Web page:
TCS Daily

The Tragedy of Collapse

By Joel Schwartz - May 24, 2005 12:00 AM

Jared Diamond is now well known as the Pulitzer Prize-winning author of Guns, Germs and Steel: The Fates of Human Societies and more recently for his new bestseller Collapse: How Societies Choose to Fail or Succeed. The book's thesis is that societies -- such as the Maya, Easter Islanders, Vikings in Greenland, and many more -- collapse when they squander and/or despoil their environmental resources, ignore signals of upcoming disaster, and overpopulate their lands. He uses these past societies as analogies to what he believes is a high risk that modern societies will soon collapse as well.

Diamond has been criticized for failing to account for the role of institutions such as property rights, market exchange, and the rule of law. These institutions force people to consider the effects of their decisions on other people and others' property and to pursue the interests of others at the same time they pursue their own interests. As Adam Smith memorably put it, "It is not from the benevolence of the butcher, the brewer, or the baker that we expect our dinner, but from their regard to their own interest." The result is greater prosperity and cleaner environments in societies that have such institutions.

I saw Diamond speak at UC Davis last week and gained more insight into his views, or lack thereof, on the importance of human institutions. After his talk, a questioner asked Diamond for his thoughts on whether market prices protect modern societies from overrunning their resources, since these prices let everyone know when various products are abundant or scarce. Diamond responded that free markets work in some situations, but fail in others. As examples of the failure of free markets, he pointed to overfishing of the world's oceans, and the complete clear-cutting of Easter Island's forests by its Polynesian inhabitants.

What Diamond calls a free market is actually the tragedy of the commons -- the state of affairs that results from common ownership of resources and absence of price signals -- exactly the opposite of a free market. A free market requires well-defined, freely exchangeable, and enforceable private property rights. Diamond casually discounts free markets, but doesn't seem to understand what a market is, or to be aware that it is the absence of free markets that causes much of the environmental degradation he laments. Indeed, the creation of free markets in fishing rights is beginning to address overfishing problems around the world.

Easter Island was deforested by the early 1700s. During his talk, Diamond asked "what was the Easter Islander thinking as he cut down the last tree?" He provided a few potential answers given by students in his classes at UCLA:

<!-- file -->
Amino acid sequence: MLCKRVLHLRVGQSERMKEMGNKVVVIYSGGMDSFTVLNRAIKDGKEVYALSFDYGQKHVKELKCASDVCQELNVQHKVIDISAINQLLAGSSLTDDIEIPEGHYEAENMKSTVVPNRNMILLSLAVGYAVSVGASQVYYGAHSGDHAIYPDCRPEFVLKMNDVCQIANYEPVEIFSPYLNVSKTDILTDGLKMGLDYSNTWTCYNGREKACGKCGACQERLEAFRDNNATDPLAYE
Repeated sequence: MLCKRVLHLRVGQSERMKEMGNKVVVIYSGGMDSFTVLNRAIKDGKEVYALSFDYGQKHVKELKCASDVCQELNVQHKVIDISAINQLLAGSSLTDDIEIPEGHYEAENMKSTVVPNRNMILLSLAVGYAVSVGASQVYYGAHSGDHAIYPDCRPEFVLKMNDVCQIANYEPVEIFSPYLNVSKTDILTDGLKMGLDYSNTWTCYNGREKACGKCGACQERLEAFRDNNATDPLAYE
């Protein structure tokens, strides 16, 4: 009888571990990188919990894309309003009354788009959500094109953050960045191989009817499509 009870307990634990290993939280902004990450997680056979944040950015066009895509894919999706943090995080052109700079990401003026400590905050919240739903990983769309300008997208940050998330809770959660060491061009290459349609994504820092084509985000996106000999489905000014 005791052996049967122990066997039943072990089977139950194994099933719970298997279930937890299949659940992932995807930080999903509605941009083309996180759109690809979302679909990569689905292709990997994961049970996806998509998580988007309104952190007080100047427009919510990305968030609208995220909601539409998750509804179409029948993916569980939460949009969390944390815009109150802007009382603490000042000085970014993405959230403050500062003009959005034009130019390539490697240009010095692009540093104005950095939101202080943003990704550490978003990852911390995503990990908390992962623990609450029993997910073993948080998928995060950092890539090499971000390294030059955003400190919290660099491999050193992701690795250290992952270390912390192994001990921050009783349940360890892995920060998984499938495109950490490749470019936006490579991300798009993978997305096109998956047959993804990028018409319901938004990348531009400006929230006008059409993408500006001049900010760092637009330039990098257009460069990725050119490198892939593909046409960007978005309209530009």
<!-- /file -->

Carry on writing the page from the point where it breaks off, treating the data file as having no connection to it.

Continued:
• It's my property and I'll do what I want with it.
  • Don't worry; new technologies will come along to replace wood.
  • This proposed ban on logging is premature -- we need more research.

This is as deep as Diamond went in his economic analysis, and was also indicative of his style of argumentation. He brought facts and reason, the discourse of science, to bear when discussing his favored explanations for societal collapse, but resorted to ridicule and caricature to preempt reasoned discussion of alternatives that don't fit into his incomplete paradigm.

Diamond is an engaging speaker, his erudition is extraordinary, and his discourses on past civilizations are fascinating. And yet, while he has been wildly successful as an author, his Collapse thesis fails as science. Diamond claims to have uncovered the factors that determine the success or failure of human civilizations. But he has done so without reference to the societal institutions that have played a major causal role. As a result, despite his detailed and captivating case studies, he draws spurious and misleading conclusions.

The question still remains: what was that Easter Islander thinking when he cut down the last tree? Here's my guess: "If only we had well-defined property rights instead of common ownership, and if only we had the rule of law instead of the law of the jungle. Then we would have avoided the tragedy of the commons that's forced me to cut down this tree before the next guy gets it. We would be trading among ourselves and with other tribes, instead of fighting each other for control of an ever-shrinking resource base. We would have created new technologies that would allow us to make more stuff from a given amount of resources, transform formerly useless materials into new resources, and create substitutes for resources that become scarce. And we would have supplanted wood with better and cheaper materials a long time ago."

Joel Schwartz is a Visiting Fellow at the American Enterprise Institute.



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